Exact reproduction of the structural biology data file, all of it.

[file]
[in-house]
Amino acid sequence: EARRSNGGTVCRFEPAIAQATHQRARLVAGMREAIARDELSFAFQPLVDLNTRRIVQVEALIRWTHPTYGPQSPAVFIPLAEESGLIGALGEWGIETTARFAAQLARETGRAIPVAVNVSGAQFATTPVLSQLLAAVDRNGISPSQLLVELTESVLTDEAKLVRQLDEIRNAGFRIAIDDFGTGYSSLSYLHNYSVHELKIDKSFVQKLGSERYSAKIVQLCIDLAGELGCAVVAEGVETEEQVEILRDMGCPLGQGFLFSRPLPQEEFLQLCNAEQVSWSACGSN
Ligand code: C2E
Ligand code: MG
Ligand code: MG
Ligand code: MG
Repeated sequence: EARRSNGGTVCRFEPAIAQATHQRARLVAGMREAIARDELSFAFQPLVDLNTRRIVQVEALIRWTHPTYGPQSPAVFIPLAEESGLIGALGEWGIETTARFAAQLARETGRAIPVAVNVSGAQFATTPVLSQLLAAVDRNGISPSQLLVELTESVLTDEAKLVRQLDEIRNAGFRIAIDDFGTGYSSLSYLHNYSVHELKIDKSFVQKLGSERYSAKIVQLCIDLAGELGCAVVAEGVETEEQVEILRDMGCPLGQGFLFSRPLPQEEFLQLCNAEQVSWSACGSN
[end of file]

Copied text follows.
[in-house]
Amino acid sequence: EARRSNGGTVCRFEPAIAQATHQRARLVAGMREAIARDELSFAFQPLVDLNTRRIVQVEALIRWTHPTYGPQSPAVFIPLAEESGLIGALGEWGIETTARFAAQLARETGRAIPVAVNVSGAQFATTPVLSQLLAAVDRNGISPSQLLVELTESVLTDEAKLVRQLDEIRNAGFRIAIDDFGTGYSSLSYLHNYSVHELKIDKSFVQKLGSERYSAKIVQLCIDLAGELGCAVVAEGVETEEQVEILRDMGCPLGQGFLFSRPLPQEEFLQLCNAEQVSWSACGSN
Ligand code: C2E
Ligand code: MG
Ligand code: MG
Ligand code: MG
Repeated sequence: EARRSNGGTVCRFEPAIAQATHQRARLVAGMREAIARDELSFAFQPLVDLNTRRIVQVEALIRWTHPTYGPQSPAVFIPLAEESGLIGALGEWGIETTARFAAQLARETGRAIPVAVNVSGAQFATTPVLSQLLAAVDRNGISPSQLLVELTESVLTDEAKLVRQLDEIRNAGFRIAIDDFGTGYSSLSYLHNYSVHELKIDKSFVQKLGSERYSAKIVQLCIDLAGELGCAVVAEGVETEEQVEILRDMGCPLGQGFLFSRPLPQEEFLQLCNAEQVSWSACGSN